21stcr.org Verses & Words Explained
(Also applies to Genesis 3:22, Genesis 11:7 & Isaiah 6:8)
Gen. 1:26 - Then God said, "Let us make man in our image, in our likeness, and let them rule over the fish of the sea and the birds of the air, over the livestock, over all the earth, and over all the creatures that move along the ground" (NIV).
A. What Genesis 1:26 is saying -
Genesis 1:26 brings us to the time in creation in which God proposes to make mankind. This is a momentous moment for us as human beings. We exist only because of him. By his choice he created us. Later the Apostle Paul will acknowledge that "we are his offspring" (Acts 17:28-29). We were created in his image – his likeness. This is not said of any other being he created on this earth.
One who creates has a purpose in mind for his creation. An essential purpose of God for humanity is made clear in this same verse: "Let them have dominion..." From the beginning, God intended human beings to be "managers" of his creation. The role given to us by our creator is to be good stewards of our world. Yet, there is another reason he created us. We learn in the second and third chapters of Genesis a most amazing truth: God created human beings so that he might have a unique relationship with us. We were made in "his image" so that we might be capable of fellowship with our creator.
B. What Genesis 1:26 is not saying -
Genesis 1:26 does not tell us who God is speaking to on this occasion. Some have insisted that this was a case of "God" talking to "God." That is to say that multiple "persons" of deity were engaged here. However, the verse does not say that. Only "one" in this verse is identified as being God. That one is the speaker: "God" said, let us make man. The same phrase "God said" is found in Genesis the first chapter seven times prior to verse 26. It is the same one speaking on all occasions:
God said – Let there be light (v. 3).
God said - Let there be a firmament (v. 6).
God said - Let the waters be gathered together (v. 9).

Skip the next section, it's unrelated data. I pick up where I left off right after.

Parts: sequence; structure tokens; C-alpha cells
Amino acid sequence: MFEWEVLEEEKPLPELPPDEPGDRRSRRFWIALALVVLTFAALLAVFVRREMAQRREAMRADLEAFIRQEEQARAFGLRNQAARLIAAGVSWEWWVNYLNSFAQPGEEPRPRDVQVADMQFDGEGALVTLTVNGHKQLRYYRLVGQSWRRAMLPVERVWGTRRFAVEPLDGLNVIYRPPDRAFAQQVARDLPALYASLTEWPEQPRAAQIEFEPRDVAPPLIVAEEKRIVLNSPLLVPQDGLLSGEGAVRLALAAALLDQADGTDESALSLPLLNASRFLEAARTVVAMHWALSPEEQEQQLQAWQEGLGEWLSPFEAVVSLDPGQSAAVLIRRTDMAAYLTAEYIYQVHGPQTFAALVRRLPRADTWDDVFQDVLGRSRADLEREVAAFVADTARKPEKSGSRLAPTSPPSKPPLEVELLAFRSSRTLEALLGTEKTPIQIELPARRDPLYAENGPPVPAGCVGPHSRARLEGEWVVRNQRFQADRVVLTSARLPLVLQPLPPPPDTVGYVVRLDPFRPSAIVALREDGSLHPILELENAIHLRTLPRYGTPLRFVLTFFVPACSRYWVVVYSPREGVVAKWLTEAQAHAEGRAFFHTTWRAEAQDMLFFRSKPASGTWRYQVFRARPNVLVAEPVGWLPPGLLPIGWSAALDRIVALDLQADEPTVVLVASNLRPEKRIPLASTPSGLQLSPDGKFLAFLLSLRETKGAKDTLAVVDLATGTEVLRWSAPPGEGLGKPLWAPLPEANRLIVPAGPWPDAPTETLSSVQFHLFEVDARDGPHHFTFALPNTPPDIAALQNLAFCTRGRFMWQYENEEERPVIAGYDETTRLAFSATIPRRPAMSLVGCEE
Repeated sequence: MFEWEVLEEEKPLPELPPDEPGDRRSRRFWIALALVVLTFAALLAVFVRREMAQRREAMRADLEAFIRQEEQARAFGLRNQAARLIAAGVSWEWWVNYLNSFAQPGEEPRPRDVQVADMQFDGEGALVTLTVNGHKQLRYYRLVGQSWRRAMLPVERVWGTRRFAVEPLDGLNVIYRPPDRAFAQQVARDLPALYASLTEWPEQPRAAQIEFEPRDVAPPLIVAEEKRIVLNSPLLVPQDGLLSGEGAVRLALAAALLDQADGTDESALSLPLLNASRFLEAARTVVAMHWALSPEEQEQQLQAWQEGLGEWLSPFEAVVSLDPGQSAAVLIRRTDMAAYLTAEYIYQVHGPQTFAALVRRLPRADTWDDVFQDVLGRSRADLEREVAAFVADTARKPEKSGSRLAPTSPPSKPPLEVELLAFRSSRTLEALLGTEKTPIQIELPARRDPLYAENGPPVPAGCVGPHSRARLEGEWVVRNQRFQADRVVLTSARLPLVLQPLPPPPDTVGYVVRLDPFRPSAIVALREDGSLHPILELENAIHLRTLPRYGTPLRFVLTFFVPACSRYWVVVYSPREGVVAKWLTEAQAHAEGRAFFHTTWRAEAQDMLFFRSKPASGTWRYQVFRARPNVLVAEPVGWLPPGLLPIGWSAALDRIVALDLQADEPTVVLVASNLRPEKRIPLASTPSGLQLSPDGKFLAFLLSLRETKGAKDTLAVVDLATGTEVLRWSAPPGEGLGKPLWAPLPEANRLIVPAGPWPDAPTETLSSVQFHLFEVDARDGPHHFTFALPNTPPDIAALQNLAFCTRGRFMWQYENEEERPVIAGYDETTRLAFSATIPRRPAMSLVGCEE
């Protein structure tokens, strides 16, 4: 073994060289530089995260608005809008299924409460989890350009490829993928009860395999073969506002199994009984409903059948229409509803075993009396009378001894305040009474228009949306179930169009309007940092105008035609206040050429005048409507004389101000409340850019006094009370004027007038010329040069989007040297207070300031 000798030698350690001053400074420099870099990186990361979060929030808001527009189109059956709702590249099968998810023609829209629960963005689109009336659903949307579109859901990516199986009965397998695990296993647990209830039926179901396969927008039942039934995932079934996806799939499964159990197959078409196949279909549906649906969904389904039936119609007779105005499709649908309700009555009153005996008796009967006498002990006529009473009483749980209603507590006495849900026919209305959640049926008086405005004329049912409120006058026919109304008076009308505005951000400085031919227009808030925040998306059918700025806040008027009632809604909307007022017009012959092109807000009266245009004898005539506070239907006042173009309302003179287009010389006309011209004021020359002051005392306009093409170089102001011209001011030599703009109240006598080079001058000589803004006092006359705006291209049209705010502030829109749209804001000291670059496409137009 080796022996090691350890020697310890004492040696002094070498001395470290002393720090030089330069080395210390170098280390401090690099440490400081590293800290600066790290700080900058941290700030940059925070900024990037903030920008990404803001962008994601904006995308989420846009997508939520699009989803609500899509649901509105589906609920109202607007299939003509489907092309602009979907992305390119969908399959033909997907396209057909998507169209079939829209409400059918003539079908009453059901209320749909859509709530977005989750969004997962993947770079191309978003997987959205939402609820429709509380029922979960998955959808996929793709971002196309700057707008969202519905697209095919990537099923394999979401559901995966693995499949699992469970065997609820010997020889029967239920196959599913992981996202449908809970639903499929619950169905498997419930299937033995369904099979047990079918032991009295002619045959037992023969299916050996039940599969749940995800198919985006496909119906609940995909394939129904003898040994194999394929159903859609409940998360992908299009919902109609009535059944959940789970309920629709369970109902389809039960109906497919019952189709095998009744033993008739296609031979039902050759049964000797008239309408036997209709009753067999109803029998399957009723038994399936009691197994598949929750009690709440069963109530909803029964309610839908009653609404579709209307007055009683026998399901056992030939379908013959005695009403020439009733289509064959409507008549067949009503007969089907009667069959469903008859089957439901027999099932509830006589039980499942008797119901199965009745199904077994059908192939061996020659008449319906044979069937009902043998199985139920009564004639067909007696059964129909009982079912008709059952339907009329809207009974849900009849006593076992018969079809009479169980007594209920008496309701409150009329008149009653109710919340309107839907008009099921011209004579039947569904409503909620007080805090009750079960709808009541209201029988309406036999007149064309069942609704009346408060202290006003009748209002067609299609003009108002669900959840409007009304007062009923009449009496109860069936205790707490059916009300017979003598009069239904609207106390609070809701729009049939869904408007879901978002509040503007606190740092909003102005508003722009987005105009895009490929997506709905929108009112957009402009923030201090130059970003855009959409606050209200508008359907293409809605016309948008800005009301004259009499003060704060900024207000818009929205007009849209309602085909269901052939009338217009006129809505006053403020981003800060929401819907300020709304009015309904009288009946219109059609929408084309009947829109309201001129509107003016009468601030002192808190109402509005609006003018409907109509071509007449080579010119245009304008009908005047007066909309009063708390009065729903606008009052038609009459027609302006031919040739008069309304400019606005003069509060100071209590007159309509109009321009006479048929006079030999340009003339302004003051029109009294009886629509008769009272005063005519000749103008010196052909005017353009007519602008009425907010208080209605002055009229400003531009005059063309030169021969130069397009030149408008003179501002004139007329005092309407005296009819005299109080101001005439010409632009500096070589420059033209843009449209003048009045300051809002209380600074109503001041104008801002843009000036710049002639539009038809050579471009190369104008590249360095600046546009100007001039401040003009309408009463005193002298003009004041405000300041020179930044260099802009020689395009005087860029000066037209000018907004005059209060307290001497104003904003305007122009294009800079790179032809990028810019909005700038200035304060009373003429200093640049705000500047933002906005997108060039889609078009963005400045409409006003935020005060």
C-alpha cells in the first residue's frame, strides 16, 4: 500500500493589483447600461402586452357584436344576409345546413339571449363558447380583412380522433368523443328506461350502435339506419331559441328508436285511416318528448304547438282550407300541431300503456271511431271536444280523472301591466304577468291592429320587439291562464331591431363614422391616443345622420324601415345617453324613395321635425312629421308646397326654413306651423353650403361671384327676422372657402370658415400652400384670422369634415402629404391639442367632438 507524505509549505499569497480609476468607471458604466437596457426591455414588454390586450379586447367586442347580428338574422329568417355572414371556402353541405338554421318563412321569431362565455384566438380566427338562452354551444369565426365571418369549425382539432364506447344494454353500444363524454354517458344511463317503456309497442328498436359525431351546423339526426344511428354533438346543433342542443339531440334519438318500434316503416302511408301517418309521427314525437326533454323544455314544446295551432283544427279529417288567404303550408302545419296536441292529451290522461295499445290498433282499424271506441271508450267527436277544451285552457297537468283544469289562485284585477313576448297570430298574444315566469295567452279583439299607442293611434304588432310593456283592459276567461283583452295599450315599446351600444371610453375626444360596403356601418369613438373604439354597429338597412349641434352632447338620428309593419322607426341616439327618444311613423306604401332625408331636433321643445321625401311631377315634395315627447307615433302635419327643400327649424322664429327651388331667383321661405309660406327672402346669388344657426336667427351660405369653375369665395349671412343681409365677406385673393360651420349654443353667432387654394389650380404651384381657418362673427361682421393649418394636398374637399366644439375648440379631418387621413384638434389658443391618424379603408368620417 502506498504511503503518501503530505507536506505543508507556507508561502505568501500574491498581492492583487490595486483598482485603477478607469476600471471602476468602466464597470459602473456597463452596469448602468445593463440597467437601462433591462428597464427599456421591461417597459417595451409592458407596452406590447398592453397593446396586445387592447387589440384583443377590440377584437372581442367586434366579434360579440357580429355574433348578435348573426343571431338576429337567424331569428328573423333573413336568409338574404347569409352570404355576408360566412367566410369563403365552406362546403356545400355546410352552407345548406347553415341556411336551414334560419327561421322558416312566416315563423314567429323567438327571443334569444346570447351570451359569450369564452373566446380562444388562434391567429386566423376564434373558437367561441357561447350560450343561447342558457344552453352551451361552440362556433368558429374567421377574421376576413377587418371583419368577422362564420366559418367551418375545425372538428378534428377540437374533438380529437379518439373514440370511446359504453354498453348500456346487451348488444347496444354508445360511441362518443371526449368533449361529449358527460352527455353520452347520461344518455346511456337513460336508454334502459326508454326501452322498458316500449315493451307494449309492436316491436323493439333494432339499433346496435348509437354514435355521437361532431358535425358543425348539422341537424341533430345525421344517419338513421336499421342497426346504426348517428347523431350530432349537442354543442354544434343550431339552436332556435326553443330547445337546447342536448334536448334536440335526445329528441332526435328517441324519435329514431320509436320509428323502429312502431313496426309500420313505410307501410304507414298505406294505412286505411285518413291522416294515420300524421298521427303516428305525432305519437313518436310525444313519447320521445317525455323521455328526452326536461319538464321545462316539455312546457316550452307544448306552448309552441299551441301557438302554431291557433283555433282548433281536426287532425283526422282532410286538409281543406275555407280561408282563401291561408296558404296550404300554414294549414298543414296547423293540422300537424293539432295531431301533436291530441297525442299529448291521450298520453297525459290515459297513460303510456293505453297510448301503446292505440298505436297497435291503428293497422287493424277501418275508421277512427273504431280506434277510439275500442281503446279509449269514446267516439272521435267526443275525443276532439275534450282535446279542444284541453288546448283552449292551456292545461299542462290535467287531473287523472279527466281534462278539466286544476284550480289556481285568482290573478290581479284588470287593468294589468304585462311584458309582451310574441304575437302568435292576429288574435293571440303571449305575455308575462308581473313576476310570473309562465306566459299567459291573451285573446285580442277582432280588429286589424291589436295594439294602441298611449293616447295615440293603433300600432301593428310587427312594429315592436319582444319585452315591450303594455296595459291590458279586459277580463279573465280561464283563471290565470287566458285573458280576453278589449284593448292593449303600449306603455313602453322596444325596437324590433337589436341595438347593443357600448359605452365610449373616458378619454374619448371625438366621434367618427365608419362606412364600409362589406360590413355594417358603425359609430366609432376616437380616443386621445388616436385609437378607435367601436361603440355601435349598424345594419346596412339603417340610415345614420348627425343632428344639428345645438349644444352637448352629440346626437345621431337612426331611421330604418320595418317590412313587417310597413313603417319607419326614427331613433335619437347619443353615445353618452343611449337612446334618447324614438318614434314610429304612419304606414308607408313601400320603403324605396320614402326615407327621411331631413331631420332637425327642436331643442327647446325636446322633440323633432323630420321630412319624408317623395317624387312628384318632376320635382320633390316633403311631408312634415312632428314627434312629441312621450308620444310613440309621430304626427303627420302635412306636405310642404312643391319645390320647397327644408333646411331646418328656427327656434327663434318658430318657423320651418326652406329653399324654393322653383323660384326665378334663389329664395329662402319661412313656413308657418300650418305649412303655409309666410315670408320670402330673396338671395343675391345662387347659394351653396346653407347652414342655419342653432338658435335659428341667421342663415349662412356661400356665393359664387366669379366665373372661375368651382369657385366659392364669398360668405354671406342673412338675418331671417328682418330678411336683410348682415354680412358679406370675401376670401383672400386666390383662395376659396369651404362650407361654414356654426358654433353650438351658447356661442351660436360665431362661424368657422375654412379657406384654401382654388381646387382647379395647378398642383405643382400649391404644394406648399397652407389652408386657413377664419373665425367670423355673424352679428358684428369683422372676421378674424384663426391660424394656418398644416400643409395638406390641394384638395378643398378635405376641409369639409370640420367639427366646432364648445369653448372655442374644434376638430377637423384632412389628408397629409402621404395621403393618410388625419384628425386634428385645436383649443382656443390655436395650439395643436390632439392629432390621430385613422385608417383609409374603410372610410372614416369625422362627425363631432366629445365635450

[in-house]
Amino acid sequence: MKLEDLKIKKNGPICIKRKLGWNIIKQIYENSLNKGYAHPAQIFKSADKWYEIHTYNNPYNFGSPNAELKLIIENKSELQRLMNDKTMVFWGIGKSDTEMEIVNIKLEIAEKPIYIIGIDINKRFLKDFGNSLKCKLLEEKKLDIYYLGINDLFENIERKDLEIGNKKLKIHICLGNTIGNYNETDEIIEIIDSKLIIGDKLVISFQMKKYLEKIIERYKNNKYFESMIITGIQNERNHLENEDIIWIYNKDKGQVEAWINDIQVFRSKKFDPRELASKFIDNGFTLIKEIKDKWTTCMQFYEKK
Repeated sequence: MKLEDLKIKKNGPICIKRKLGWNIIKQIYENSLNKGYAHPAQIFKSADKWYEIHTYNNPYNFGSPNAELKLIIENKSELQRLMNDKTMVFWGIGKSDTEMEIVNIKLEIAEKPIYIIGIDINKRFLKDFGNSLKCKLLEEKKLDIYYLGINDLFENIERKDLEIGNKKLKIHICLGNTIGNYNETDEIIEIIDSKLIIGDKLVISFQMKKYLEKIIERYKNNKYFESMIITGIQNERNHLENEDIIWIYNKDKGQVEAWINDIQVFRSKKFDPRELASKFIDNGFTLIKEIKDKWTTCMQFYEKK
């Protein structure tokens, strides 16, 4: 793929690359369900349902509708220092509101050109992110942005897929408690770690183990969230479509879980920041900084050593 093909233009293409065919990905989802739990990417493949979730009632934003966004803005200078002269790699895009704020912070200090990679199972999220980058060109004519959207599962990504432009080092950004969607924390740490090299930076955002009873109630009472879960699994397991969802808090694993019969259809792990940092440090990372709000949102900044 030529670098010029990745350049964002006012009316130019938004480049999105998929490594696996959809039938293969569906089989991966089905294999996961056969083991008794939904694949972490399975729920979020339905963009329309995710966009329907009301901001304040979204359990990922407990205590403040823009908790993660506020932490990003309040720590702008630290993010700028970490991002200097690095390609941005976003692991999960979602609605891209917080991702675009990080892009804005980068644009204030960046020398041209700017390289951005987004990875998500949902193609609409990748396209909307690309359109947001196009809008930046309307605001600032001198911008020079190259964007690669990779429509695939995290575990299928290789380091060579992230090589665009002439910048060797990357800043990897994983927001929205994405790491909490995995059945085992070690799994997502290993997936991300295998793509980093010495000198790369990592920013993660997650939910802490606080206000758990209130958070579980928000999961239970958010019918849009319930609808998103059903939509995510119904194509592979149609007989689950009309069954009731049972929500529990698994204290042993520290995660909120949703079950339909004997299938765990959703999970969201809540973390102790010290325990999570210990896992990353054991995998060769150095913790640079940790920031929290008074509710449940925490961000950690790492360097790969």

God said - Let the earth bring forth (v. 11).
God said - Let there be lights (v. 14).
God said - Let the waters bring forth (v. 20).
God said - Let the earth bring forth (v. 24).
In v. 26 he speaks to others. However, this verse does not say that he is speaking to other "persons" of deity. Nor does it say that he was speaking to a "preexisting" Son of God as some have thought.
Who was listening to God on this occasion?
The best in scholarship proposes that God is speaking as a king and sovereign to his heavenly court. He is addressing the creation which he had already made by that time. We know that he had already created amazing beings in heaven. Job tell us that when God created the earth: "the morning stars sang together and all the heavenly beings shouted for joy" (Job 38:4-7).
God is speaking to his creation in what is often called "Royal Plurals." This is the language of kings when addressing those in his court. He graciously includes his courtiers in addressing a matter which may be accomplished in fact by the sovereign himself. This is borne out in the context of what the writer says in the next verse:
So God created man in his own image, in the image of God he created him; male and female he created them (v. 27).*
Note that it is only the one who does the speaking in vs. 26 ("God said...") who does the actual creating. This is conclusively established in that in Isaiah "one" identifies himself as being the sole creator:
"I" am the LORD, who has made all things, who alone stretched out the heavens, who spread out the earth by myself (Isa. 44:24).
Jesus excludes himself from having been involved in the creation. He gives the only statement in the Bible actually quoting from Genesis 1:27 and indicates:
"Have ye not read, that he which made them at the beginning made them male and female" (Mat. 19:4).
* All emphatics in the quoted verses are those of the author.
Quotes of Interest
Dr. Charles Ryrie explains the plurals as plurals of majesty: "Gen. 1:26 us . . . our. Plurals of majesty" (Ryrie Study Bible, NIV, p.6).
"The explanation of the first person plural forms is probably that the Creator speaks as heaven's King accompanied by His heavenly hosts" (The New Bible Commentary, p. 82).
"It is possible that this plural form implies a discussion between God and his heavenly court... Alternatively, the plural expresses the majesty and fullness of God's being" (New Jerusalem Bible, p. 19).
"It is now universally admitted that the use of the plural in Gen. 1:26 did not mean to the author that [God was more than one Person.]" (The Word Bible Commentary)
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